They tend to be women seeking less pharmacological analgesia due to the ongoing support offered by someone they know and trust (Bohren et al, 2017; Hutton et al, 2016; Sandall et al, 2016; Halfdansdottir et al, 2015; Cheyney et al, 2014; Lida et al, 2014; Offerhaus et al, 2014; Hodnett et al, 2012a; Hodnett et al, 2012b; Miller and Skinner, 2012; Hollowell et al, 2011; Janssen et al, 2009 Heptinstall and Lee, 2004).
These women refer having more satisfactory experiences (Sandall et al, 2016; Dahlberg and Aune, 2013; Hodnett et al, 2012a; Hollowell et al, 2011; Leap et al, 2010; RCOG and RCM, 2007) which allow these mothers to feel strong and healthy for motherhood (National Childbirth Trust (NCT), 2002). They recover quicker from childbirth and are less likely to suffer from Post Traumatic Stess Disease (PTSD), which is often caused by a negative experience (Fairbrother and Woody, 2007; Paradice, 2002), an unexpected emergency caesarean section or instrumental delivery (Rouher et al, 2008; Leeds and Hargreaves, 2008, Baston et al, 2008; Fairbrother and Woody, 2007, Lobel and DeLuca, 2007; Stadlmayr et al, 2006), and by negative relationships with health professionals during the delivery and a sense of loss of control over the process (Hill, 2015; Holvey, 2014; Maggioni et al, 2006, Olde et al, 2006; Slade, 2006).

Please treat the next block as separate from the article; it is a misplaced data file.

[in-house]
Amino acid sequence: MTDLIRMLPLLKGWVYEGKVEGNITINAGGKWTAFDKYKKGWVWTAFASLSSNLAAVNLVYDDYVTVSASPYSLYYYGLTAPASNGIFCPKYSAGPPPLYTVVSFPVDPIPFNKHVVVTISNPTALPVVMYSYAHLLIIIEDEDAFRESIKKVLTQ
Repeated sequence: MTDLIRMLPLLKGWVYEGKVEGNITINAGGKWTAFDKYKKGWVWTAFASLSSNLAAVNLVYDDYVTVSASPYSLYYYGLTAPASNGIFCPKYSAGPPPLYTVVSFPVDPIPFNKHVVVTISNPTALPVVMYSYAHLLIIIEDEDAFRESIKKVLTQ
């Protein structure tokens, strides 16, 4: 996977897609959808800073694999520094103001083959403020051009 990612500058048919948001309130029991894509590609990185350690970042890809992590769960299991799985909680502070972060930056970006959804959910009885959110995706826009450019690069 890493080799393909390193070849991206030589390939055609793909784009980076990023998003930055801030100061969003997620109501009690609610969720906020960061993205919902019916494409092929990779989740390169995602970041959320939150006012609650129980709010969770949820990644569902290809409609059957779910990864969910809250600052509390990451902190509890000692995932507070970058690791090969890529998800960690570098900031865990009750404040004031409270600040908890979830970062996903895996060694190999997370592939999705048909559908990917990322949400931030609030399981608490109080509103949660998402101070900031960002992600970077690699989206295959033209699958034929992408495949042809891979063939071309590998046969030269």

PTSD causes arousal symptoms like sweating, trembling, sleep disturbances, irritability, flashbacks and nightmares, and difficulties bonding with the baby (Olde et al, 2006). It may cause Fear of Birth in a subsequent pregnancy, also known as secondary tokophobia. This has been recognized in medical settings as an iatrogenic illness that needs treatment and is the result of a biomedical model (Walsh, 2002). However, a positive experience of childbirth can shift negative social erroneous concepts and encourage other women to seek other options for a richer experience of birth (Hill, 2015 Walsh, 2002).
The Royal College of Obstetricians & Gynaecologists (2011) has stated that too many deliveries are taking place in hospitals, and the WHO insists that the number of caesareans without medical justification has increased dramatically in all countries (World Health Organisation, 2010), increasing risks to both mother’s and baby’s health in the short and the long term.
Every mother / partner / family is informed that home birth may take place only when it is
considered low risk, i.e. fulfilling the following conditions: